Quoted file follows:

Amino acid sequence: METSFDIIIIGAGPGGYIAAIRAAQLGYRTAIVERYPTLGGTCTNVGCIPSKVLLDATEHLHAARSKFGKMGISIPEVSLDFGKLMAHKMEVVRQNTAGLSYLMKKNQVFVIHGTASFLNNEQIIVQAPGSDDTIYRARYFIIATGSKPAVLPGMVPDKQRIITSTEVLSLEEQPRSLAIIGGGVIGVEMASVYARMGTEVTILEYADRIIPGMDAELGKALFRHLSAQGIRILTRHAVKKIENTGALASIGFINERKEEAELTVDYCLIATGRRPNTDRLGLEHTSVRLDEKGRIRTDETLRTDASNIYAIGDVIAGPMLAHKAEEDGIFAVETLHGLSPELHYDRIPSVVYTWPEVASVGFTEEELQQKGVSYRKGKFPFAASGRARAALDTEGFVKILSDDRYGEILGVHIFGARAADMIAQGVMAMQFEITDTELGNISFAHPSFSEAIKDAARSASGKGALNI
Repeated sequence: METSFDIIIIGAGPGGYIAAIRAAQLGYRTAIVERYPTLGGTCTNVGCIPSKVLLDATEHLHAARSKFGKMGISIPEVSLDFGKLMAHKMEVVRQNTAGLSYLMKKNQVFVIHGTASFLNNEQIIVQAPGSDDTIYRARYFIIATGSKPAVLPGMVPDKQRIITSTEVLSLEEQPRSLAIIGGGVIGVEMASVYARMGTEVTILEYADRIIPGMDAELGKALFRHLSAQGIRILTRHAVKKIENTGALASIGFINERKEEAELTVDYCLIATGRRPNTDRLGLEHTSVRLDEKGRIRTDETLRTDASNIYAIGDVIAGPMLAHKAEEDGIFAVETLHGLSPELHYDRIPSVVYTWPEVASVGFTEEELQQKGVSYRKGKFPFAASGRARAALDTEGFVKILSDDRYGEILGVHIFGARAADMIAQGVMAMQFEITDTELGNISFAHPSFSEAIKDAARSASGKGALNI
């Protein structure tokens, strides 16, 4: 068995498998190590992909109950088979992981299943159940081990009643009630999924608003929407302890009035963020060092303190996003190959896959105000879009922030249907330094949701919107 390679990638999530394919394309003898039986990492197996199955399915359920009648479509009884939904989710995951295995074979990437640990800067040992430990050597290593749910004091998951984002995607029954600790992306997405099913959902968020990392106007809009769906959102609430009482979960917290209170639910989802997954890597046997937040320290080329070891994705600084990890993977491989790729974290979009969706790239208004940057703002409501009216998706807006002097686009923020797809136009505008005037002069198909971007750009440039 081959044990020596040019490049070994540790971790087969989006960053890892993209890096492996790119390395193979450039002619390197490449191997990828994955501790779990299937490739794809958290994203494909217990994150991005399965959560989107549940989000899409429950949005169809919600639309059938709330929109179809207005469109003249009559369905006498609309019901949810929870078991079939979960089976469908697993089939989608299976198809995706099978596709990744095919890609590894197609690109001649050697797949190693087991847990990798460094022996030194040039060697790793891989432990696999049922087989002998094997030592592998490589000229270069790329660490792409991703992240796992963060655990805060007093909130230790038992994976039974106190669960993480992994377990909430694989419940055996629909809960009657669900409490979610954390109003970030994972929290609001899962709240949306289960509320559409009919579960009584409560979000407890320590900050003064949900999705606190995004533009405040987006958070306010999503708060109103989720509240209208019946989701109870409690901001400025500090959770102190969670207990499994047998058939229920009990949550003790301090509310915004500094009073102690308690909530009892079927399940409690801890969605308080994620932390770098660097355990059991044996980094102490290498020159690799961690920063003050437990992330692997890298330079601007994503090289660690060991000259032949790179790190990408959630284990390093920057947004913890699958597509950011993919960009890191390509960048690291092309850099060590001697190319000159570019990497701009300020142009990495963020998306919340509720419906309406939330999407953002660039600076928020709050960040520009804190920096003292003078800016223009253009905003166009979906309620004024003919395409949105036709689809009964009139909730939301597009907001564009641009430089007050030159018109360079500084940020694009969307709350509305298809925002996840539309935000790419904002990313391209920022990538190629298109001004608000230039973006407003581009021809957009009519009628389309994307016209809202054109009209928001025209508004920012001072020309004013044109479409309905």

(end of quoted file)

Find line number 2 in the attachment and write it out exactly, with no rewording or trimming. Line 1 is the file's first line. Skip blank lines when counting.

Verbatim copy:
Repeated sequence: METSFDIIIIGAGPGGYIAAIRAAQLGYRTAIVERYPTLGGTCTNVGCIPSKVLLDATEHLHAARSKFGKMGISIPEVSLDFGKLMAHKMEVVRQNTAGLSYLMKKNQVFVIHGTASFLNNEQIIVQAPGSDDTIYRARYFIIATGSKPAVLPGMVPDKQRIITSTEVLSLEEQPRSLAIIGGGVIGVEMASVYARMGTEVTILEYADRIIPGMDAELGKALFRHLSAQGIRILTRHAVKKIENTGALASIGFINERKEEAELTVDYCLIATGRRPNTDRLGLEHTSVRLDEKGRIRTDETLRTDASNIYAIGDVIAGPMLAHKAEEDGIFAVETLHGLSPELHYDRIPSVVYTWPEVASVGFTEEELQQKGVSYRKGKFPFAASGRARAALDTEGFVKILSDDRYGEILGVHIFGARAADMIAQGVMAMQFEITDTELGNISFAHPSFSEAIKDAARSASGKGALNI